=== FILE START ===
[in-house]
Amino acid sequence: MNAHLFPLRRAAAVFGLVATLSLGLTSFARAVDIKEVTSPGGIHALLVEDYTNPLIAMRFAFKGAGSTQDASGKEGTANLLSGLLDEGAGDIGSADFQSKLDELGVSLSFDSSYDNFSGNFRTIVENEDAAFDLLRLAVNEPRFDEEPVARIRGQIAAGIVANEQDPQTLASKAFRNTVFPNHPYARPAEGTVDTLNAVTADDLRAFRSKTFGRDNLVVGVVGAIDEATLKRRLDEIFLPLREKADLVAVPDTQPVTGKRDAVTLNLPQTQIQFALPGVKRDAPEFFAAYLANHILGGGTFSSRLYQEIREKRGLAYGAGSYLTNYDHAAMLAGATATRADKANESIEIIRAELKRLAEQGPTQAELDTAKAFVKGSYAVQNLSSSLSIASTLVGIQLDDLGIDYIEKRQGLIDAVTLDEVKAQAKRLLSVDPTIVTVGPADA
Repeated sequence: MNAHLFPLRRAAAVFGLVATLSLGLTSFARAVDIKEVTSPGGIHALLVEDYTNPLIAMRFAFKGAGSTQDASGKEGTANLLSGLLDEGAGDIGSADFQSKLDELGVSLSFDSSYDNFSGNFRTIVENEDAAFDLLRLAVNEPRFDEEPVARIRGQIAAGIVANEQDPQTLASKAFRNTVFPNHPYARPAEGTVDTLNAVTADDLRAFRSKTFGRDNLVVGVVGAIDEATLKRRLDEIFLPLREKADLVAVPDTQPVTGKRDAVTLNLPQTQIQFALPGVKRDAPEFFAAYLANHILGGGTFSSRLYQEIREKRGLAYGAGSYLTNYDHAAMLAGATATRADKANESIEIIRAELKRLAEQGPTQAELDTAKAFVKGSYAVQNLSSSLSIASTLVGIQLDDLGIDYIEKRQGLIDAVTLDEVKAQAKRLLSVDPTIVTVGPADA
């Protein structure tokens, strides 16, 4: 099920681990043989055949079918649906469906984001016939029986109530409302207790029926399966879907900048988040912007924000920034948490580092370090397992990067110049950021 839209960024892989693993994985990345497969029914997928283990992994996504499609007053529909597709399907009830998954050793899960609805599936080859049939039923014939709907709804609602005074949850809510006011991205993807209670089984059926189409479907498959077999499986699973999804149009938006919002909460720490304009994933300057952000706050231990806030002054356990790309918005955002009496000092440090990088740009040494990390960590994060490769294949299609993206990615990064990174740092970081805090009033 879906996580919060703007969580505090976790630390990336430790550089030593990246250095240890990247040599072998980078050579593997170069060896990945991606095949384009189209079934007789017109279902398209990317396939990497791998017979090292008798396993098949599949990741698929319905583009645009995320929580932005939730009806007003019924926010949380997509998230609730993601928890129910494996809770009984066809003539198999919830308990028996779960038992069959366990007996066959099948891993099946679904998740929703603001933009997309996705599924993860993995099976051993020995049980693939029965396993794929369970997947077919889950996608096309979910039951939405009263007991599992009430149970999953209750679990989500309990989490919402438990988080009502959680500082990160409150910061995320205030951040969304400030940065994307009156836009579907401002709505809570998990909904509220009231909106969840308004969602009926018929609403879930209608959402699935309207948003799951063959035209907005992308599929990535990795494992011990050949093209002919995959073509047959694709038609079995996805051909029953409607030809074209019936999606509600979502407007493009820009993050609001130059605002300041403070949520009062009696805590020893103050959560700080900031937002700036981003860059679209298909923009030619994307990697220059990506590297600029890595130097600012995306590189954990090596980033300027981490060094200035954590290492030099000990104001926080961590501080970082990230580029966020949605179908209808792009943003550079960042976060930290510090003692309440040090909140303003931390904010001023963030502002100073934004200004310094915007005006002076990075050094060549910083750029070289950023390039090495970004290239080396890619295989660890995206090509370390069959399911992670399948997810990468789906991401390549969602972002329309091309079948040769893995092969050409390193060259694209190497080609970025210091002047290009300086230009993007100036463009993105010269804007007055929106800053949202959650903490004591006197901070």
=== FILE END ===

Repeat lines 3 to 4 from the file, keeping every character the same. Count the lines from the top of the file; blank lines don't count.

Repeated sequence: MNAHLFPLRRAAAVFGLVATLSLGLTSFARAVDIKEVTSPGGIHALLVEDYTNPLIAMRFAFKGAGSTQDASGKEGTANLLSGLLDEGAGDIGSADFQSKLDELGVSLSFDSSYDNFSGNFRTIVENEDAAFDLLRLAVNEPRFDEEPVARIRGQIAAGIVANEQDPQTLASKAFRNTVFPNHPYARPAEGTVDTLNAVTADDLRAFRSKTFGRDNLVVGVVGAIDEATLKRRLDEIFLPLREKADLVAVPDTQPVTGKRDAVTLNLPQTQIQFALPGVKRDAPEFFAAYLANHILGGGTFSSRLYQEIREKRGLAYGAGSYLTNYDHAAMLAGATATRADKANESIEIIRAELKRLAEQGPTQAELDTAKAFVKGSYAVQNLSSSLSIASTLVGIQLDDLGIDYIEKRQGLIDAVTLDEVKAQAKRLLSVDPTIVTVGPADA
């Protein structure tokens, strides 16, 4: 099920681990043989055949079918649906469906984001016939029986109530409302207790029926399966879907900048988040912007924000920034948490580092370090397992990067110049950021 839209960024892989693993994985990345497969029914997928283990992994996504499609007053529909597709399907009830998954050793899960609805599936080859049939039923014939709907709804609602005074949850809510006011991205993807209670089984059926189409479907498959077999499986699973999804149009938006919002909460720490304009994933300057952000706050231990806030002054356990790309918005955002009496000092440090990088740009040494990390960590994060490769294949299609993206990615990064990174740092970081805090009033 879906996580919060703007969580505090976790630390990336430790550089030593990246250095240890990247040599072998980078050579593997170069060896990945991606095949384009189209079934007789017109279902398209990317396939990497791998017979090292008798396993098949599949990741698929319905583009645009995320929580932005939730009806007003019924926010949380997509998230609730993601928890129910494996809770009984066809003539198999919830308990028996779960038992069959366990007996066959099948891993099946679904998740929703603001933009997309996705599924993860993995099976051993020995049980693939029965396993794929369970997947077919889950996608096309979910039951939405009263007991599992009430149970999953209750679990989500309990989490919402438990988080009502959680500082990160409150910061995320205030951040969304400030940065994307009156836009579907401002709505809570998990909904509220009231909106969840308004969602009926018929609403879930209608959402699935309207948003799951063959035209907005992308599929990535990795494992011990050949093209002919995959073509047959694709038609079995996805051909029953409607030809074209019936999606509600979502407007493009820009993050609001130059605002300041403070949520009062009696805590020893103050959560700080900031937002700036981003860059679209298909923009030619994307990697220059990506590297600029890595130097600012995306590189954990090596980033300027981490060094200035954590290492030099000990104001926080961590501080970082990230580029966020949605179908209808792009943003550079960042976060930290510090003692309440040090909140303003931390904010001023963030502002100073934004200004310094915007005006002076990075050094060549910083750029070289950023390039090495970004290239080396890619295989660890995206090509370390069959399911992670399948997810990468789906991401390549969602972002329309091309079948040769893995092969050409390193060259694209190497080609970025210091002047290009300086230009993007100036463009993105010269804007007055929106800053949202959650903490004591006197901070």